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Re: For the coiler who has everything else? (fwd)...SMD (fwd)

---------- Forwarded message ----------
Date: Mon, 02 Jul 2007 19:20:23 -0700
From: Barton B. Anderson <bartb@xxxxxxxxxxxxxxxx>
To: Tesla list <tesla@xxxxxxxxxx>
Subject: Re: For the coiler who has everything else? (fwd)...SMD (fwd)

I build boards with SMD components at work (where board real-estate is a 
serious cost concern). I always start the proto board with their larger 
cousins. It's important to get it right the first time. Once the SMD 
board is built, replacing and even troubleshooting can be a challenge 
simply due to it's size. There are irons designed for several standard 
SMD packages, but each iron tip is specific to a package and it quickly 
gets expensive.

When it comes to coiling or other "hobbies", I personally would not use 
SMD components unless I couldn't find it's larger cousin.

Tinning the smd pad is important. Use thin solder and keep the heat 
down. SMD's are designed for solder paste where a template in stainless 
steel is placed over the board. Holes in the template cover only the 
pads. A paste is applied. The template is then removed and the board 
travels to a robotic system which grabs the components and places them 
in their locations. The solder paste is termed "paste" for a reason. The 
component literally sticks to it. The board then travels through a heat 
system which heats the solder paste and effectively solders the 
components to the board pads. The board then travels to the through hole 
room where any through hole components are then inserted and wave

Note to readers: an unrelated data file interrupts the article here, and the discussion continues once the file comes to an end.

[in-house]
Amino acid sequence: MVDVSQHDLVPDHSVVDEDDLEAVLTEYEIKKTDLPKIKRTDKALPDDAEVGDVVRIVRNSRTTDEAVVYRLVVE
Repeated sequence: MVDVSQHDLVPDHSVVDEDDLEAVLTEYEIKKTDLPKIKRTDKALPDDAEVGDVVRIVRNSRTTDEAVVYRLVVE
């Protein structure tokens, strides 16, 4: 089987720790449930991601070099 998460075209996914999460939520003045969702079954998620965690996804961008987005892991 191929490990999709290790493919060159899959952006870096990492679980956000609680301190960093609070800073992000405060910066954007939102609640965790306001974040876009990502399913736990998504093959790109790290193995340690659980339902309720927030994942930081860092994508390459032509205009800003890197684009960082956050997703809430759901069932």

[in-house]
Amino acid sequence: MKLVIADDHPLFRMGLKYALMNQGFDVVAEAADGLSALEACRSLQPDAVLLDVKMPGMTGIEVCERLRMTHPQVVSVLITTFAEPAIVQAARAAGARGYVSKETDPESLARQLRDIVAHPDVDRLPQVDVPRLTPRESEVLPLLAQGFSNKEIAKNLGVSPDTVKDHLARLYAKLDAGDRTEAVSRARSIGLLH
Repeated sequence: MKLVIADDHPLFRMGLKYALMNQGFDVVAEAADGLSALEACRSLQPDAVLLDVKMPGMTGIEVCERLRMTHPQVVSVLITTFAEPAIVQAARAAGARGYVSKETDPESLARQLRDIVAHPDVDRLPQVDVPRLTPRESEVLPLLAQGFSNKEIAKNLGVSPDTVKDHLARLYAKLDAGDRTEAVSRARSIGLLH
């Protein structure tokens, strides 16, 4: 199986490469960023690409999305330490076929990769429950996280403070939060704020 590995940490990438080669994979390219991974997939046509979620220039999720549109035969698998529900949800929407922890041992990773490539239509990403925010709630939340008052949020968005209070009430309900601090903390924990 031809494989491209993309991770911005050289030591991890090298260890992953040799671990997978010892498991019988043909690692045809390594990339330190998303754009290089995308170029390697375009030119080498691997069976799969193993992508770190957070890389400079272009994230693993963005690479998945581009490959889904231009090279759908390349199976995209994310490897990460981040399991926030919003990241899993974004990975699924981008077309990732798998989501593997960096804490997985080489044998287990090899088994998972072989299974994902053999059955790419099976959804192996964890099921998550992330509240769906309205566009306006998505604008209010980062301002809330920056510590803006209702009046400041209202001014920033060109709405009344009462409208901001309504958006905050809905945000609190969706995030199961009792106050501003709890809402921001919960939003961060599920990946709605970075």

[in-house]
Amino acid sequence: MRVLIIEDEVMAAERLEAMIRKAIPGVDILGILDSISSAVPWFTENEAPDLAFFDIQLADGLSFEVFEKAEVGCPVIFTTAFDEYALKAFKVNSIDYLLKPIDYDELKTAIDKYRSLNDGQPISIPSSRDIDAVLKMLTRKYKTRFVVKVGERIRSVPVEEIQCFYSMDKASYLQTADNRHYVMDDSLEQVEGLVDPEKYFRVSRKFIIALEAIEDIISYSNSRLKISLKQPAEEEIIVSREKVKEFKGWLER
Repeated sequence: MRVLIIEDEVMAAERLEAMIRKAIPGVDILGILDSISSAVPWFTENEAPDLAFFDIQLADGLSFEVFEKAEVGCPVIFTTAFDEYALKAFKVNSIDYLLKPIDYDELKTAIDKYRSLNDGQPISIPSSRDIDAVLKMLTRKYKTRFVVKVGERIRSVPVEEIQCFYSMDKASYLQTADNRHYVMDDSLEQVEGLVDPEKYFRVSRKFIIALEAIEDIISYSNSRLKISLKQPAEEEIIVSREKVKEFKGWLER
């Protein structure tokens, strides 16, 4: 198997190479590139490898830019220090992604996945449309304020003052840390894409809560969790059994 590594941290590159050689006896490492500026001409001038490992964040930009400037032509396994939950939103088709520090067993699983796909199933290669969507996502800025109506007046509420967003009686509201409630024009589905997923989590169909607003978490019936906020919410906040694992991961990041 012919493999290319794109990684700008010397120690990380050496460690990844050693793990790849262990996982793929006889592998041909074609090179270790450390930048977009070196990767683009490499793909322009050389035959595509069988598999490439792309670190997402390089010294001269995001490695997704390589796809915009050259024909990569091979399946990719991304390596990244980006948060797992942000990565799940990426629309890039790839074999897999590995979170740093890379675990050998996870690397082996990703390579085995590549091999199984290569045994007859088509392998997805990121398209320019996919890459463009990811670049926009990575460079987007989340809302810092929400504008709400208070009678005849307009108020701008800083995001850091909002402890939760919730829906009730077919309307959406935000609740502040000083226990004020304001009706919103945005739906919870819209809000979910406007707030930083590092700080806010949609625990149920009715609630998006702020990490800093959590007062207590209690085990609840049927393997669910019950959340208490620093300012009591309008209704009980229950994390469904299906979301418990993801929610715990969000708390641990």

soldered. This process works great for smd components.

I can actually see a product here. A paste and heat machine for proto 
smd boards.

But if you have to replace a component for some reason on a workbench 
(and you will), even the smallest pointed tip using a nice Weller 
station is a real challenge. You'll find out just how steady your hand 
really is. Chips are easy but those little 603 resistors and diodes are 
a bear.

Helpful tip: When removing a bad smd chip. Use an exacto knife to cut 
through the lead (right next to the chip). Remove the chip and then 
desolder the remaining leads. This prevents accidental lifting of the 
pads. Remove excess solder and add a new level of solder. Install the 
new chip with typical soldering technique.

Take care,

Tesla list wrote:

>---------- Forwarded message ----------
>Date: Sun, 1 Jul 2007 22:44:30 -0700 (PDT)
>From: Brett Miller <brmtesla2@xxxxxxxxx>
>To: Tesla list <tesla@xxxxxxxxxx>
>Subject: Re: For the coiler who has everything else? (fwd)...SMD
>Well, I'm 32 but with my glasses I guess I make the
>cut.  Just slightly tin your pcb on both sides where
>the SMD component is about to go, then use your left
>hand to hold down the little chip component with a
>wooden toothpick.  In your right hand use your Weller
>12w soldering pencil and heat up the component on each
>side.  They come pre-tinned anyway.  I've just used a
>little lens for magnification...but I've only dabbled.
> I'd like to work more with SMD and learn more about
>finding the parts fast and assembling my parts list. 
>I just tend to know more about finding leaded
>components due to experience...nowdays the digikey
>search engine makes that stuff easy though.  
>Some guys have done some amazing stuff with SMD and
>solid state for micro mini sstcs and drsstcs.
>>     As for SMD's, all it takes is 20-year old eyes
>>and steady hands and a good 10 power binocular
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